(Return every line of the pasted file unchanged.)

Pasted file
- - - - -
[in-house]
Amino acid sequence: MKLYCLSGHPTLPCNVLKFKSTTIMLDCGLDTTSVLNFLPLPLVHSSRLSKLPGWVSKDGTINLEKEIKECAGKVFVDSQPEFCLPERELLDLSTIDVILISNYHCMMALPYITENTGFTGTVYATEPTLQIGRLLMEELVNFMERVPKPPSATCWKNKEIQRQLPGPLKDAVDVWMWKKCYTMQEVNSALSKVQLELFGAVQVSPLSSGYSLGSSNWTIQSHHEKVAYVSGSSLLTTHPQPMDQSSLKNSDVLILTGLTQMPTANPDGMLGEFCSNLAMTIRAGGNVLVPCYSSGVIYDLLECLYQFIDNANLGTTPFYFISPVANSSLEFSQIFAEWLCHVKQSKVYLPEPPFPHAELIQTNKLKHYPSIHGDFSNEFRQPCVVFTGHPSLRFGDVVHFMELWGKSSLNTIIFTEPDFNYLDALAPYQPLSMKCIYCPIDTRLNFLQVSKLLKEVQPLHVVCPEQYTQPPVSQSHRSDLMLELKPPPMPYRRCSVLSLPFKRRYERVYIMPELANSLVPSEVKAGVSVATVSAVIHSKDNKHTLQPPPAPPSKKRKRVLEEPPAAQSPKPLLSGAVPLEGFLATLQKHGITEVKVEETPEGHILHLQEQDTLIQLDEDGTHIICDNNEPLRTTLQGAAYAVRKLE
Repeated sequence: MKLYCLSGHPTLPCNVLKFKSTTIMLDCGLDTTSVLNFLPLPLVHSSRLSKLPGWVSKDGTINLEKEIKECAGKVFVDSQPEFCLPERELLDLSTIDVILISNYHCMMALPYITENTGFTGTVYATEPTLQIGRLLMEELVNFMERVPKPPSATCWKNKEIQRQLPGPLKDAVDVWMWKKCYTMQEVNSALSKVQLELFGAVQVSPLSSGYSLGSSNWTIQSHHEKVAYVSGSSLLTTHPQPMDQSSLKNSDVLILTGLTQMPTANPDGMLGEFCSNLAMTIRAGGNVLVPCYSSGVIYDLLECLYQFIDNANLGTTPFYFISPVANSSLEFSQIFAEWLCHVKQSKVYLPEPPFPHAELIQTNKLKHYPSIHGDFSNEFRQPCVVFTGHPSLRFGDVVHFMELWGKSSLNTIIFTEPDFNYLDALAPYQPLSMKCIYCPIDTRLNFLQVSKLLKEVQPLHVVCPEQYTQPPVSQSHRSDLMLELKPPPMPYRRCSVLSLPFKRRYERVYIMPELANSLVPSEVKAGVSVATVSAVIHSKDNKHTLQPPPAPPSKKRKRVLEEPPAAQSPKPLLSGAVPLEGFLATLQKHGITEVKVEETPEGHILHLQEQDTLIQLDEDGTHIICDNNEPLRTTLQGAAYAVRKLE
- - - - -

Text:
[in-house]
Amino acid sequence: MKLYCLSGHPTLPCNVLKFKSTTIMLDCGLDTTSVLNFLPLPLVHSSRLSKLPGWVSKDGTINLEKEIKECAGKVFVDSQPEFCLPERELLDLSTIDVILISNYHCMMALPYITENTGFTGTVYATEPTLQIGRLLMEELVNFMERVPKPPSATCWKNKEIQRQLPGPLKDAVDVWMWKKCYTMQEVNSALSKVQLELFGAVQVSPLSSGYSLGSSNWTIQSHHEKVAYVSGSSLLTTHPQPMDQSSLKNSDVLILTGLTQMPTANPDGMLGEFCSNLAMTIRAGGNVLVPCYSSGVIYDLLECLYQFIDNANLGTTPFYFISPVANSSLEFSQIFAEWLCHVKQSKVYLPEPPFPHAELIQTNKLKHYPSIHGDFSNEFRQPCVVFTGHPSLRFGDVVHFMELWGKSSLNTIIFTEPDFNYLDALAPYQPLSMKCIYCPIDTRLNFLQVSKLLKEVQPLHVVCPEQYTQPPVSQSHRSDLMLELKPPPMPYRRCSVLSLPFKRRYERVYIMPELANSLVPSEVKAGVSVATVSAVIHSKDNKHTLQPPPAPPSKKRKRVLEEPPAAQSPKPLLSGAVPLEGFLATLQKHGITEVKVEETPEGHILHLQEQDTLIQLDEDGTHIICDNNEPLRTTLQGAAYAVRKLE
Repeated sequence: MKLYCLSGHPTLPCNVLKFKSTTIMLDCGLDTTSVLNFLPLPLVHSSRLSKLPGWVSKDGTINLEKEIKECAGKVFVDSQPEFCLPERELLDLSTIDVILISNYHCMMALPYITENTGFTGTVYATEPTLQIGRLLMEELVNFMERVPKPPSATCWKNKEIQRQLPGPLKDAVDVWMWKKCYTMQEVNSALSKVQLELFGAVQVSPLSSGYSLGSSNWTIQSHHEKVAYVSGSSLLTTHPQPMDQSSLKNSDVLILTGLTQMPTANPDGMLGEFCSNLAMTIRAGGNVLVPCYSSGVIYDLLECLYQFIDNANLGTTPFYFISPVANSSLEFSQIFAEWLCHVKQSKVYLPEPPFPHAELIQTNKLKHYPSIHGDFSNEFRQPCVVFTGHPSLRFGDVVHFMELWGKSSLNTIIFTEPDFNYLDALAPYQPLSMKCIYCPIDTRLNFLQVSKLLKEVQPLHVVCPEQYTQPPVSQSHRSDLMLELKPPPMPYRRCSVLSLPFKRRYERVYIMPELANSLVPSEVKAGVSVATVSAVIHSKDNKHTLQPPPAPPSKKRKRVLEEPPAAQSPKPLLSGAVPLEGFLATLQKHGITEVKVEETPEGHILHLQEQDTLIQLDEDGTHIICDNNEPLRTTLQGAAYAVRKLE